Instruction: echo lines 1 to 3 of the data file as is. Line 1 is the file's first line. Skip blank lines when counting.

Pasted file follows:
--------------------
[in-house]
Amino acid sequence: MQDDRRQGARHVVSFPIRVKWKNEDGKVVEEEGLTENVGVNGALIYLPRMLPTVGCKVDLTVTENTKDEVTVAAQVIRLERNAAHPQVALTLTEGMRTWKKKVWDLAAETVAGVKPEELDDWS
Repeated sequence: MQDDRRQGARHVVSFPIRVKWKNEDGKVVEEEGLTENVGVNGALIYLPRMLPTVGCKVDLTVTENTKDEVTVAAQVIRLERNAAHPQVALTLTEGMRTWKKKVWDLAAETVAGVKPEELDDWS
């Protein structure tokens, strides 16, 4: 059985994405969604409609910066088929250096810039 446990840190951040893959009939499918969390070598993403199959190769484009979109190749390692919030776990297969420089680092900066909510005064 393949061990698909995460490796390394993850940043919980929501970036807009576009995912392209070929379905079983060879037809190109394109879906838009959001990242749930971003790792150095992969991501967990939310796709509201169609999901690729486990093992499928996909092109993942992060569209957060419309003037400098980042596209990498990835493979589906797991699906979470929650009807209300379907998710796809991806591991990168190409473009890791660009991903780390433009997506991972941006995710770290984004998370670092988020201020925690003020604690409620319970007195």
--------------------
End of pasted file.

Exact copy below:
[in-house]
Amino acid sequence: MQDDRRQGARHVVSFPIRVKWKNEDGKVVEEEGLTENVGVNGALIYLPRMLPTVGCKVDLTVTENTKDEVTVAAQVIRLERNAAHPQVALTLTEGMRTWKKKVWDLAAETVAGVKPEELDDWS
Repeated sequence: MQDDRRQGARHVVSFPIRVKWKNEDGKVVEEEGLTENVGVNGALIYLPRMLPTVGCKVDLTVTENTKDEVTVAAQVIRLERNAAHPQVALTLTEGMRTWKKKVWDLAAETVAGVKPEELDDWS